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Abstract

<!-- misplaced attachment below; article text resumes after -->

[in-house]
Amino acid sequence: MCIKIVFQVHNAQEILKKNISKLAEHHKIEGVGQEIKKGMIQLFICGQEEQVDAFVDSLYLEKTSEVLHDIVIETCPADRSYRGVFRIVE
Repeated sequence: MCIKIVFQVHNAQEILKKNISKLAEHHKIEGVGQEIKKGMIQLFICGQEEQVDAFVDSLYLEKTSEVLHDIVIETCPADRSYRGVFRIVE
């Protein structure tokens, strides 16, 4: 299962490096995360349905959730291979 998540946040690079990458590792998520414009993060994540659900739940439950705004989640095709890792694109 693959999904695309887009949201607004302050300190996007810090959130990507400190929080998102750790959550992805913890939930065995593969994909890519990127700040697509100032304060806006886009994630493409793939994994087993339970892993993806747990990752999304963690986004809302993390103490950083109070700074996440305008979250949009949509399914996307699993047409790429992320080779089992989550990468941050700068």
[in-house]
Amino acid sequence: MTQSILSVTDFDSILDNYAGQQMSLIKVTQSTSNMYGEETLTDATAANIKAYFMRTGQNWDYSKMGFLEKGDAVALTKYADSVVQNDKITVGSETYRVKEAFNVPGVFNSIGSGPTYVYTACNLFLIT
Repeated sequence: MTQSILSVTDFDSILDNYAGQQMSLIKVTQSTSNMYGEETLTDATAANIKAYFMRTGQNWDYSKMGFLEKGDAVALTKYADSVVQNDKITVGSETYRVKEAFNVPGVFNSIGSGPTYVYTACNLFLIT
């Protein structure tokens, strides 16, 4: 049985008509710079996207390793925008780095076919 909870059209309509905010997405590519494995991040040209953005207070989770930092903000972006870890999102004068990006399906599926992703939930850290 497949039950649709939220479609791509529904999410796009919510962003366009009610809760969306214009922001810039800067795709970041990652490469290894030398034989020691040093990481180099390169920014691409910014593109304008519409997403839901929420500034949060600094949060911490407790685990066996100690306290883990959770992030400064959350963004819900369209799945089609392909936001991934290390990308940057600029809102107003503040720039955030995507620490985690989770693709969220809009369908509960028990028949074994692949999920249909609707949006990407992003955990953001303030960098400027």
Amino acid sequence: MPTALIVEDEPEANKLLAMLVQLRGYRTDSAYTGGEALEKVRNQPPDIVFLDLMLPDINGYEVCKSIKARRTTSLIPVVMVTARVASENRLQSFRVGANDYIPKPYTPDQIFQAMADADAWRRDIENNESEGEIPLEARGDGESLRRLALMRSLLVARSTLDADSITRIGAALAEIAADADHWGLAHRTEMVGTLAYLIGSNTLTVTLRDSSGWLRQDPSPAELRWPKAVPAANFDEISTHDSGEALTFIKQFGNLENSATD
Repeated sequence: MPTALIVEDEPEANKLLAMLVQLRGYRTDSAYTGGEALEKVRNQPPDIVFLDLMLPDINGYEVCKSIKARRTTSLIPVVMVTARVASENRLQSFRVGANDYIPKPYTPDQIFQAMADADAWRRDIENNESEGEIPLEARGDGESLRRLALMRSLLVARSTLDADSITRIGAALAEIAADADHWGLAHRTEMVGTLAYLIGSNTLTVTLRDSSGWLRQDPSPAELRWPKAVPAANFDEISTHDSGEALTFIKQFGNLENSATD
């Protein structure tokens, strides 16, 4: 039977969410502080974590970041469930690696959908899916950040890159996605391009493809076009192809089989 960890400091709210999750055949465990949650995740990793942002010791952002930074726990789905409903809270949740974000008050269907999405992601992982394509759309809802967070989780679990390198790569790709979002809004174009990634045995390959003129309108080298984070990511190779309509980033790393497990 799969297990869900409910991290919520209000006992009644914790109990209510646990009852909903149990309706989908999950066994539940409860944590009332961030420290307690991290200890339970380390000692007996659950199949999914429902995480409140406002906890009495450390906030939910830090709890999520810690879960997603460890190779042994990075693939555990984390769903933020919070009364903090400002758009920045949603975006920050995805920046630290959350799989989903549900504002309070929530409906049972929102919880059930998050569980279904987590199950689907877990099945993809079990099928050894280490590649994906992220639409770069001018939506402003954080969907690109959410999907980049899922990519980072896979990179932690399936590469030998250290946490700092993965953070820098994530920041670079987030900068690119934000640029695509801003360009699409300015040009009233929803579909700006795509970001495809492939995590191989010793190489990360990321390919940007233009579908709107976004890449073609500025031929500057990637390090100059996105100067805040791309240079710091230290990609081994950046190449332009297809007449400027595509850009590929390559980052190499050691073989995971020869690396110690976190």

I study the aggregate impact of mergers on productivity and markups growth for a sample of 16 European economies. Instrumented with staggered antitrust policy changes and pre-determined firm-size distributions, a three-percentage-point increase in an industry's merger rate causes a one-percentage-point increase in annual productivity growth. The effect on an industry's markups growth is statistically indistinguishable from zero. I use deal-level data to explore the firm-level mechanism. Relative to peer frms, an acquired firm experiences faster Hicks-neutral productivity growth and rising market share, suggesting the quantitatively important channel is scale economies. Markups growth is also higher among acquired firms, but the impact is offset in the aggregate by decreases in peer-firm markups growth.

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